thu 25/07/2024

Cardinal Burns, Channel 4 | reviews, news & interviews

Cardinal Burns, Channel 4

Cardinal Burns, Channel 4

Bafta-nominated sketch duo make a welcome return

Seb Cardinal (left) and Dustin Demri-Burns as the drunk businessmen showing their rope skillsJules Heath

A move from E4, where sketch duo Cardinal Burns's debut series was shown, to Channel 4 is a significant jump. A bigger budget (one presumes), a broader target demographic and the confidence of your employers should act as a fillip to performers; on the evidence of last night's opener to their second series, that confidence was well placed.

Seb Cardinal and Dustin Demri-Burns have developed their craft since 2012 and a Bafta nomination; they've kept a few favourites – the Office Flirts, Banksy the suburban dullard who tries to daub walls by night, Yumi (pictured below) the giggly Japanese girl from constructed reality show "Young Dreams" (Made in Chelsea, deliberately funny) – but they have widened these out while also introducing some new characters.

With the returning characters, Cardinal Burns have not simply rested on their laurels

Their two best newies are Hashtag and Bukake (another bromance in the making), Turkish minicab drivers who operate in the mean streets of Dalston in London's East End, whose provenance owes much to Starsky and Hutch (but you don't have to be of an age to appreciate just how spot-on the spoof is); and a sketch set in a parcel depot, with Cardinal as the man behind the counter. He had to retrieve a customer's package by going through a series of ridiculously easy physical tests, exhorted by Demri-Burns's narrator, which will amuse Crystal Maze fans. Maris Piper (played by Cardinal), meanwhile, is also an instantly recognisable TV type, an over-enunciating interviewer (who sounds strangely like Mark Cousins) who asks increasingly detailed but banal questions that take so long to express that his interviewee has no time to answer.

With the returning characters, Cardinal Burns have not rested on their laurels by simply placing them in variations on previous sketches. The Office Flirts, for instance, will soon find their partnership under threat, and Banksy (Cardinal) is desperately, and rather poignantly, trying to connect with his stepson. “Daddy loves you,” he says by way of goodnight on a disastrous camping trip aimed at helping them bond. “You're not my dad,” comes the instant response.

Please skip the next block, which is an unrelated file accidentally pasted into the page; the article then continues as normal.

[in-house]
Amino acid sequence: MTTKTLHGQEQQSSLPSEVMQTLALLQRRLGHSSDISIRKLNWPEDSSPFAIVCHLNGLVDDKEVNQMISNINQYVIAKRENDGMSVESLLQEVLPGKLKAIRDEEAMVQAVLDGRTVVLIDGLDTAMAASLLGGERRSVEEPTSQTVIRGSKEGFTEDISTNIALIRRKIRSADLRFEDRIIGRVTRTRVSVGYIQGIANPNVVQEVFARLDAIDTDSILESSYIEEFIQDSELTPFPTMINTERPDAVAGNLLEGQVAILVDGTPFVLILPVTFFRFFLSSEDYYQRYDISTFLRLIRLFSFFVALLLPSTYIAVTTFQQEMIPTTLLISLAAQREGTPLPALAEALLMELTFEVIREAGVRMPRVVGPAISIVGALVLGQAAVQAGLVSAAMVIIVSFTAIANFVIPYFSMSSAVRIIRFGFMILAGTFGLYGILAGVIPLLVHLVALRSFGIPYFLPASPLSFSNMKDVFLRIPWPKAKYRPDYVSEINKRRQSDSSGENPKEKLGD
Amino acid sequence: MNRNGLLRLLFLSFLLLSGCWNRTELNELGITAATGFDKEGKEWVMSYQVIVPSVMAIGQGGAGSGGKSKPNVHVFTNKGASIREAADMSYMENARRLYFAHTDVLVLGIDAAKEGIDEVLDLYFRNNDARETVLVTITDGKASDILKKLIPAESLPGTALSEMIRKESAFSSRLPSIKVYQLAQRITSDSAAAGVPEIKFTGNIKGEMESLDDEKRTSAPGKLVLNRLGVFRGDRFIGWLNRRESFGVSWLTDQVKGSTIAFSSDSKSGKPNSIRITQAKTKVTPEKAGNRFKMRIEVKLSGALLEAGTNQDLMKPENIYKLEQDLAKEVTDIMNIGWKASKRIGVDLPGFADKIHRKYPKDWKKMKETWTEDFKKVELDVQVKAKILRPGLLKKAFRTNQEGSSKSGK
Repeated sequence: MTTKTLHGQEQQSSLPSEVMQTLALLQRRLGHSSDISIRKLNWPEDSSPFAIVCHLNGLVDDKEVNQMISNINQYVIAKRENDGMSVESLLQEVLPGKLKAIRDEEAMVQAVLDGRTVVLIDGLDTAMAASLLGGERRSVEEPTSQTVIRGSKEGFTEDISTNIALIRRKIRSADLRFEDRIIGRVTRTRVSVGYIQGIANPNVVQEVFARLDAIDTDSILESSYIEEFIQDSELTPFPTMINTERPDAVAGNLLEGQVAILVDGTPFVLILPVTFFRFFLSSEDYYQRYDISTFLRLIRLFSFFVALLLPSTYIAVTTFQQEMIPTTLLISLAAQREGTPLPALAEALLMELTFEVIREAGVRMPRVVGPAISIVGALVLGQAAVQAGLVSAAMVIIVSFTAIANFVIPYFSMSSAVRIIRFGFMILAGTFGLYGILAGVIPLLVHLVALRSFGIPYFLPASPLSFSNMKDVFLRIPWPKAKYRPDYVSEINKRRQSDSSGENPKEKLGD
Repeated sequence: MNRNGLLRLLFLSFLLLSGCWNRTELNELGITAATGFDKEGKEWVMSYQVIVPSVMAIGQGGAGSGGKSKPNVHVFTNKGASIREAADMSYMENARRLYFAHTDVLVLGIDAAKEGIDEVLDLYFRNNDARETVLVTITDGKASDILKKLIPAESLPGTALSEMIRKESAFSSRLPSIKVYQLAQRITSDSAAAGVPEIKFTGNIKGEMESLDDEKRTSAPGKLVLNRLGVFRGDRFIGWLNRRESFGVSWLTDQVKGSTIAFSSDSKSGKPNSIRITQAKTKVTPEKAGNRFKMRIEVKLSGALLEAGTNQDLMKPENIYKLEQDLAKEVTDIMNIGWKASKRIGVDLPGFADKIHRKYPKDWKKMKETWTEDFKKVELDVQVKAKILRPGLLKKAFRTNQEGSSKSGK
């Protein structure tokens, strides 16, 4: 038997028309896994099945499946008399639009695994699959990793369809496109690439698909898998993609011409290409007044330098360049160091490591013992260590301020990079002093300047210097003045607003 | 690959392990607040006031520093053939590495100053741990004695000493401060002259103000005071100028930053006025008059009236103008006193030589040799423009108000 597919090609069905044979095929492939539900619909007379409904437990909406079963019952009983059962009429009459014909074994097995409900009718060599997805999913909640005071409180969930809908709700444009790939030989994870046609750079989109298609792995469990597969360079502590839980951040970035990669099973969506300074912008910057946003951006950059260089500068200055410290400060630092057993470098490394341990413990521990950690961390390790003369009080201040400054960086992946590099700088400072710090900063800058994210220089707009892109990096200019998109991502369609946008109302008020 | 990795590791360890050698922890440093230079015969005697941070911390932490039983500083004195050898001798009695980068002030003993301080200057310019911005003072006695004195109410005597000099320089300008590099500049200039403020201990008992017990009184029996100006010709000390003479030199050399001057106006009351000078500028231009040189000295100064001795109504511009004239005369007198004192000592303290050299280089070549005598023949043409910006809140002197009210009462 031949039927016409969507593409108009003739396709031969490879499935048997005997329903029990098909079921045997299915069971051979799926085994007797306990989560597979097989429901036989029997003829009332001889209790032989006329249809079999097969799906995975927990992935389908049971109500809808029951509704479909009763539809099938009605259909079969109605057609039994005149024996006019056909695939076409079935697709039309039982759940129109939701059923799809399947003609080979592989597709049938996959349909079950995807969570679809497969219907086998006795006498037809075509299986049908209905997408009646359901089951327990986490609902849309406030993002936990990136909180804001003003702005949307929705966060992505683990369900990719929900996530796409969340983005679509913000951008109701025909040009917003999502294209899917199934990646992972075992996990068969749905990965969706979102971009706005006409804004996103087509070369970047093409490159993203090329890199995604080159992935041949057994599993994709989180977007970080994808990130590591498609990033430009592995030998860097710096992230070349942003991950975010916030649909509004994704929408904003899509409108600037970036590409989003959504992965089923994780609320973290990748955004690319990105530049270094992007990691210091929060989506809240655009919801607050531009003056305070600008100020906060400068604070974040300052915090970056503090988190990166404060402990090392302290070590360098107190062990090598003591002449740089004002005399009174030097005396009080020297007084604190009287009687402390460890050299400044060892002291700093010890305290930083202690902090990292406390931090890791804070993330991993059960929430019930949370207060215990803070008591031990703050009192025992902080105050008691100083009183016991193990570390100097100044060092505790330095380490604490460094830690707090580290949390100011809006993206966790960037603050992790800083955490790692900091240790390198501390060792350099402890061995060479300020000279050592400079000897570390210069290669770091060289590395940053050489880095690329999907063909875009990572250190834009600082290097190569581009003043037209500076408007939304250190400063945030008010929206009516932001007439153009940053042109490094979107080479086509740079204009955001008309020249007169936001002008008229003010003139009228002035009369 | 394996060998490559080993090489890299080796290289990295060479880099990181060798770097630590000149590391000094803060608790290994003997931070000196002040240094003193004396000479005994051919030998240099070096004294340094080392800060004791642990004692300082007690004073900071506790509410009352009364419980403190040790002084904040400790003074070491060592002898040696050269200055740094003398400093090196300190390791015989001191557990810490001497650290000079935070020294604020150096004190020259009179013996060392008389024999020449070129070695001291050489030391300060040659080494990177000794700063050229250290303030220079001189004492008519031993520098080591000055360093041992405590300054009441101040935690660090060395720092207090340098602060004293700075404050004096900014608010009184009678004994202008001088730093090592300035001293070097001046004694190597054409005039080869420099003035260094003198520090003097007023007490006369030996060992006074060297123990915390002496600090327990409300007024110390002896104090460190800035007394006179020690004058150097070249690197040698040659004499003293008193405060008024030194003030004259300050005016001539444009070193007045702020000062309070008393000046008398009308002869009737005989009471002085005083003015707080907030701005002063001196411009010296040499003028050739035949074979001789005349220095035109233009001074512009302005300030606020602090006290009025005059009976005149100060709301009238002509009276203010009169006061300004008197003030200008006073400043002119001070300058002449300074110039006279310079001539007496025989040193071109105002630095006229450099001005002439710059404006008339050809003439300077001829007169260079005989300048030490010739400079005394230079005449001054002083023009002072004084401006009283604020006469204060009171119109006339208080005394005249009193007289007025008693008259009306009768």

There's a cinematic element to the duo's work (they met at film school), typified by their attention to detail and the perfectly formed mini-stories they tell, some of which are wordless or are played to crunching soundtracks. Last night's non-script efforts included two dudes in shades failing miserably to park their expensive open-topped sports car in front of a cool club and, my favourite sketch, two drunk businessmen barging in on some urban youths in a skipping contest and turning out to be fabulously athletic between the ropes, before Cardinal vomited copiously. Martin Creed would be proud.

And for all the quality on show, whether narrative or visual, Cardinal Burns are not above a bit of scatological humour. Last night Yumi ruined a King's Road ("in between Jack Wills and Kooples") yoga class given by smoothie Simon (Tom Stourton from Totally Tom) with her constant farting, and a surreal sketch about hotel chambermaids ended with a delicious sight gag about dog shit. Sketch comedy, as I've written before, is so often hit and miss - but Cardinal Burns have a distinctly high strike rate.


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There's a cinematic element to the duo's work, typified by their attention to detail and the perfectly formed mini-stories they tell


Editor Rating: 
Average: 4 (1 vote)

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